Relations of Conflict are defined by mutual disinterest and confusions of attitudes. Conflictors usually find each other’s disposition to be inappropriate and unnecessary. Their inherent differences encourage initial interest, and they attempt to help in each other’s lives. After all, a Conflictor takes over aspects of life where the other one is unsure. They try hard to find support in one another, but the closer they get, the quicker they realize their attitudes do not align. This is a recipe for disaster, as we know that unmasking differences as individuals get closer is the opposite of how we want to intimately bond with one another. It usually does not take long for Conflictors to realize their native incompatibility. Occasionally, certain individuals confuse resistance for passion and this can lead to a tumultuous and rocky relationship that is usually bound for disaster. With enough insight, it can result in personal growth, but this is rare.
The Conflict relation inspires feelings of inferiority in each partner. The dominant aspect is the other’s insecurity, and the insecurity is the other’s dominant aspect. If either partner asserts themselves, the other feels like their needs were not accounted for. Inversely, questioning coming from the other partner feels like an intrusion into the most important aspect of life. Both have trouble acting freely without offending the other’s sensibilities. It is easy for both people to feel misunderstood. Typically, individuals with this relation leave each other alone after frequent confusing interactions. This relation is similar to the Specificity relation where partners conflict with the dominant and insecure aspects. However, relations of Specificity allow the individuals to bond over topics relating to their flexible aspect, leading to smoother interactions than Conflictors.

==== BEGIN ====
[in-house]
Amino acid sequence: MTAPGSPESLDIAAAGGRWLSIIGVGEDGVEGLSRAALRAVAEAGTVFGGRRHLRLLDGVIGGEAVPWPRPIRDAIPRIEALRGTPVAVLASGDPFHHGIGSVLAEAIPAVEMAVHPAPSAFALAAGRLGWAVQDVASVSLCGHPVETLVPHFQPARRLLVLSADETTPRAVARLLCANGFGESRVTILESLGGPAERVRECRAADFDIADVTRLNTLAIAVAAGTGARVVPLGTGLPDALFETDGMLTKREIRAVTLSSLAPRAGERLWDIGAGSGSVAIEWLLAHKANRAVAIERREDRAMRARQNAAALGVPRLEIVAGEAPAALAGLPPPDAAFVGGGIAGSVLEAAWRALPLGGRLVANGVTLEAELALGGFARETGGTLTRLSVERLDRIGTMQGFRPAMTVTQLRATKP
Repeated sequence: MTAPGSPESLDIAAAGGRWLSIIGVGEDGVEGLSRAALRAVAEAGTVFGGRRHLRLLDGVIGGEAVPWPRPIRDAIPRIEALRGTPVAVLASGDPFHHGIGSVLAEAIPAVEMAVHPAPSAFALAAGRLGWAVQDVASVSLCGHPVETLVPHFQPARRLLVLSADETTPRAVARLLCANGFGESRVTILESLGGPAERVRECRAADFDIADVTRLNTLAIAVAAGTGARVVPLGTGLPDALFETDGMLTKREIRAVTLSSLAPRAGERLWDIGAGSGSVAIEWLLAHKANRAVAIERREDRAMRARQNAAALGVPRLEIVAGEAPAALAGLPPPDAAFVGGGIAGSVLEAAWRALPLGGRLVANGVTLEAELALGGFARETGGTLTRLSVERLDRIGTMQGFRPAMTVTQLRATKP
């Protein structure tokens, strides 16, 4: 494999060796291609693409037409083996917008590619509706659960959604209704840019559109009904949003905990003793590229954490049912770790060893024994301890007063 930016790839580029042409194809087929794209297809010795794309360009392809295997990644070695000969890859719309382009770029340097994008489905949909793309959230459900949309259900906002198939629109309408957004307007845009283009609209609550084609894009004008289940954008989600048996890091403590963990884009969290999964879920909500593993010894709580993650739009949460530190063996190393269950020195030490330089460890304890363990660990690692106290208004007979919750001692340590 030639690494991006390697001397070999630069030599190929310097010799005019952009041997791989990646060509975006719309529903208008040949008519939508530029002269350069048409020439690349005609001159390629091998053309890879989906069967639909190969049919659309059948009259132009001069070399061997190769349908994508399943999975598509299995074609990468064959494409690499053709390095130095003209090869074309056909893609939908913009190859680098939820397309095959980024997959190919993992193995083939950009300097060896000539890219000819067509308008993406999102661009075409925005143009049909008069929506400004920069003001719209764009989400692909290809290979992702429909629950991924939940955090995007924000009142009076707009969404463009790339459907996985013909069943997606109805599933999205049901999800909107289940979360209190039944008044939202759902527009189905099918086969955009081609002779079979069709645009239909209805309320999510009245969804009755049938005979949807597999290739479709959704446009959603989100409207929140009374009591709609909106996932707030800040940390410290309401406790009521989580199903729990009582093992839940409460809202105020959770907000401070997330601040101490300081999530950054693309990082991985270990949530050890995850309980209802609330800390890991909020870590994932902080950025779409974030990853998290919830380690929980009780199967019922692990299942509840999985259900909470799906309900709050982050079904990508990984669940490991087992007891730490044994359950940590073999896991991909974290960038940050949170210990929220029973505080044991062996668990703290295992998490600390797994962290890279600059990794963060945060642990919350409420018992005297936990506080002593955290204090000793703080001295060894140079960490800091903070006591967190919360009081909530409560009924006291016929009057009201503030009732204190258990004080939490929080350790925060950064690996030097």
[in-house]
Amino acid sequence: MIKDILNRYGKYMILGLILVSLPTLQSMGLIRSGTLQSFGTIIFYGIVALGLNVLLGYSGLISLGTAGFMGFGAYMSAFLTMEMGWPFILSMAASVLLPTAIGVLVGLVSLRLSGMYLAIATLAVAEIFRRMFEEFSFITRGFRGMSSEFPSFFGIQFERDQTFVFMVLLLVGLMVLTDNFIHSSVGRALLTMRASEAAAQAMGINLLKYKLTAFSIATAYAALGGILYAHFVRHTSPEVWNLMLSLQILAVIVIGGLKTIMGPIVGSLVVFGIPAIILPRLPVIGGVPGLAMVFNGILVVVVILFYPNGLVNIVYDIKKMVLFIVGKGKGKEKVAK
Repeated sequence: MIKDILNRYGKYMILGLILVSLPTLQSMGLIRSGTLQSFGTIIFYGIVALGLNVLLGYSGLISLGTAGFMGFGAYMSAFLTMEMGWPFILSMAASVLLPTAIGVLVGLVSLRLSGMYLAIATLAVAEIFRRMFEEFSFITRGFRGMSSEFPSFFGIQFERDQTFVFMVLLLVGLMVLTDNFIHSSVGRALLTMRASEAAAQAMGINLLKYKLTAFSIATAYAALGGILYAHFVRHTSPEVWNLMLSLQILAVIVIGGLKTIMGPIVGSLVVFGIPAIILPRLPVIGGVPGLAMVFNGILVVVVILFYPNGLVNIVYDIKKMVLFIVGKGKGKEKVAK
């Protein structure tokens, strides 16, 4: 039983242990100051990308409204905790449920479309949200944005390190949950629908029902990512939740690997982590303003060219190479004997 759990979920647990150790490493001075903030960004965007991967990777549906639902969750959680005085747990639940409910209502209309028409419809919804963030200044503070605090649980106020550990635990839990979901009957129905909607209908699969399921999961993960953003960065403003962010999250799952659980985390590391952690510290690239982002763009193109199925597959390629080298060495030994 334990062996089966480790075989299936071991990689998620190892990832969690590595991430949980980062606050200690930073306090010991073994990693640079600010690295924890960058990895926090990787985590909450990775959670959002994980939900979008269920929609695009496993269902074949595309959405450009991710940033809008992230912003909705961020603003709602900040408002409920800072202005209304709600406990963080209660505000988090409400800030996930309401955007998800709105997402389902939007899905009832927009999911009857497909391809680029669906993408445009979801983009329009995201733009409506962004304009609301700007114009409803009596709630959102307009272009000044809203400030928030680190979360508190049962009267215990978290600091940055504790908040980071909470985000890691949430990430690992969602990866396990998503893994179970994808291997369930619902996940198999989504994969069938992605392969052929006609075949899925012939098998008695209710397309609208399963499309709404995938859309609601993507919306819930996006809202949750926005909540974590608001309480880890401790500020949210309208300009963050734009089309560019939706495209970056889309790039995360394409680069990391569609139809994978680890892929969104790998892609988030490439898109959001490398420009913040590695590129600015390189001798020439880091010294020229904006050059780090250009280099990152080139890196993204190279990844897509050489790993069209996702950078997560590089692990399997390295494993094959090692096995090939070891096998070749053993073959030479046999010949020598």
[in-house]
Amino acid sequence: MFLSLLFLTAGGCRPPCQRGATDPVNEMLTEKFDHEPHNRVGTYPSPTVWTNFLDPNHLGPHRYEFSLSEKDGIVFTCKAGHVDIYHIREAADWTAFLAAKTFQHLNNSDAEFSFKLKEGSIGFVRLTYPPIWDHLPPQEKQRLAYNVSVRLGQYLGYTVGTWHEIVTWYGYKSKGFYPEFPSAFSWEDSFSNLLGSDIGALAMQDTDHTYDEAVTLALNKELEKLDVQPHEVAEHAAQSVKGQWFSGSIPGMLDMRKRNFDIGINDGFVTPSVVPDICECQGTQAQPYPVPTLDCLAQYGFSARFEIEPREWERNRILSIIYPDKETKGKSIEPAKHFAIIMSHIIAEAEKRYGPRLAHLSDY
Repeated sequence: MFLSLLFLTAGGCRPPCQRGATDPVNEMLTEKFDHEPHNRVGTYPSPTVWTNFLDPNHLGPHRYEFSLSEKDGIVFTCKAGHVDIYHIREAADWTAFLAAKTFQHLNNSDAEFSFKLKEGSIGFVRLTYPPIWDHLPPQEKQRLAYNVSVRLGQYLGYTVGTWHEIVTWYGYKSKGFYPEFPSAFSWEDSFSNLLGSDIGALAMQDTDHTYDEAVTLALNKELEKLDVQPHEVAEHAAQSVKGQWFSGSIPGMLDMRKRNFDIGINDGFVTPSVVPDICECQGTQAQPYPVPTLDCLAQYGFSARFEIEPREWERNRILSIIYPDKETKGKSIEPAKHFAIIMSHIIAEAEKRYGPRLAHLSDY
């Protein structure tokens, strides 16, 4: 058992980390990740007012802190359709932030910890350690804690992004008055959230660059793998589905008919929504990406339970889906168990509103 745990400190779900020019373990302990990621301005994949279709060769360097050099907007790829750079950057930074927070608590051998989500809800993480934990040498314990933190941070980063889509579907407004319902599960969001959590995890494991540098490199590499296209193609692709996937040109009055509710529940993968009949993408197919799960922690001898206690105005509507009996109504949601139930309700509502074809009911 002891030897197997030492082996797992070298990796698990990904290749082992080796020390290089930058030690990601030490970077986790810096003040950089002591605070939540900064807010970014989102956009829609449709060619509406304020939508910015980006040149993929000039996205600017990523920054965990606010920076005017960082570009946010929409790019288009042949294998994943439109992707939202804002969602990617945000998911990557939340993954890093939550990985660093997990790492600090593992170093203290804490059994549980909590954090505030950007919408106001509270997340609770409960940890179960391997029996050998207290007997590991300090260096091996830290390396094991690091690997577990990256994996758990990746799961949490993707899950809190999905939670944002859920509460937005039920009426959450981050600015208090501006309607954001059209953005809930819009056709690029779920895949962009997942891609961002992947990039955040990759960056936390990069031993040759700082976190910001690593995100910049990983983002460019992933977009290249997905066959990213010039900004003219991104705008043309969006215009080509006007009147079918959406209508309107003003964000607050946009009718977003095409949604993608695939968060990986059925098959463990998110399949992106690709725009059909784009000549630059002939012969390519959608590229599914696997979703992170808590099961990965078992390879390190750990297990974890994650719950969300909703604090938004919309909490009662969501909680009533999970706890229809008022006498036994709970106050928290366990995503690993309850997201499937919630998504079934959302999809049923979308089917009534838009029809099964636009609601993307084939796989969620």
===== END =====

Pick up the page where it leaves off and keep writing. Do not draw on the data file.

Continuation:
It is an initial challenge to effectively communicate with a Conflictor. Individuals in this relation try to find common ground even if miscommunication happens. The flexible attitude is the other’s unconcerned attitude, and the unconcerned attitude is the other’s flexible function. This is exactly why the Conflict relation is even, as all attitudes are equally pressuring the other.
While one individual attempts to relate to the other partner in the relationship, they are not easily persuaded. They can feel ignored when the effort to establish common ground does not work. Meanwhile, one partner mainly feels that they are not getting to the point, and this can cause the other to mitigate this confusion by communicating with their own flexible aspect, and similar results happen. This mutual boredom of conversation is similar to the Customary relation, where the flexible and unconcerned attitudes are also switched. Nevertheless, individuals in a Customary relation can discuss the best ways to accomplish their shared main priority in life, unlike Conflictors.
Individuals in relations of Conflict often stay out of each other’s radius as much as possible. The Conflictor can appear that they are good at life, similar to the relation of Duality. Their lifestyle appears to be the least appealing way to do so, however. It is challenging for them to impress one another. One is confident where the other is unconfident, but it is tough to convince each other to attend to weak points. Even shared common interests can pose a communication barrier over the most enjoyable aspects of the subject. After a time, it is healthy to understand that the other sees life as a different game with different pieces – someone who lives their life differently is not “bad”.
The best way to understand a conflictor is to remain as civil as possible. Recognizing that each human has inherent ways of expressing themselves and their interests can go a long way in learning to co-exist with Conflictors.